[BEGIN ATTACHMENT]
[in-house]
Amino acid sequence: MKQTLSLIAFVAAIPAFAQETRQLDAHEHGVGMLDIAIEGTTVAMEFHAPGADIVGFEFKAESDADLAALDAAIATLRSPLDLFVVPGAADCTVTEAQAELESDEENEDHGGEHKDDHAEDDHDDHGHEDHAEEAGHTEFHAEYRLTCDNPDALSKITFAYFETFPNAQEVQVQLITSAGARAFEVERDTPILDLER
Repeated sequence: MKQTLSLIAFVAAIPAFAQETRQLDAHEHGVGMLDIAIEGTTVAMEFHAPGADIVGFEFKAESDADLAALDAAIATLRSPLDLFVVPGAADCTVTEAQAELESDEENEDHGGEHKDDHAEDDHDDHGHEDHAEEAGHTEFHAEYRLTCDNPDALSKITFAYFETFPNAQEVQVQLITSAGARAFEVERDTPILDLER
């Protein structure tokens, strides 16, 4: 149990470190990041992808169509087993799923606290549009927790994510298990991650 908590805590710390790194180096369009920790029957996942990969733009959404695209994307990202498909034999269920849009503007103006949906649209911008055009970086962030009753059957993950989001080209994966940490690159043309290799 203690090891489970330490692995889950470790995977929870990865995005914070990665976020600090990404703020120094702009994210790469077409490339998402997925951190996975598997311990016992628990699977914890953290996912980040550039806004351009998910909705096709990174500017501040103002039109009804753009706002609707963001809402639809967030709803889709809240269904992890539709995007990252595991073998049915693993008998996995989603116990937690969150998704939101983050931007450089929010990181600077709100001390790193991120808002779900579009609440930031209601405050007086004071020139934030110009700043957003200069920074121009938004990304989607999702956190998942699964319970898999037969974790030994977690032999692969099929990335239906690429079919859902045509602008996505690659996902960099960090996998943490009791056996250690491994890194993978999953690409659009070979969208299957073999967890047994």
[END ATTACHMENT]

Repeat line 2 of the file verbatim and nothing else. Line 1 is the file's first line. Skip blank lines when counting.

Amino acid sequence: MKQTLSLIAFVAAIPAFAQETRQLDAHEHGVGMLDIAIEGTTVAMEFHAPGADIVGFEFKAESDADLAALDAAIATLRSPLDLFVVPGAADCTVTEAQAELESDEENEDHGGEHKDDHAEDDHDDHGHEDHAEEAGHTEFHAEYRLTCDNPDALSKITFAYFETFPNAQEVQVQLITSAGARAFEVERDTPILDLER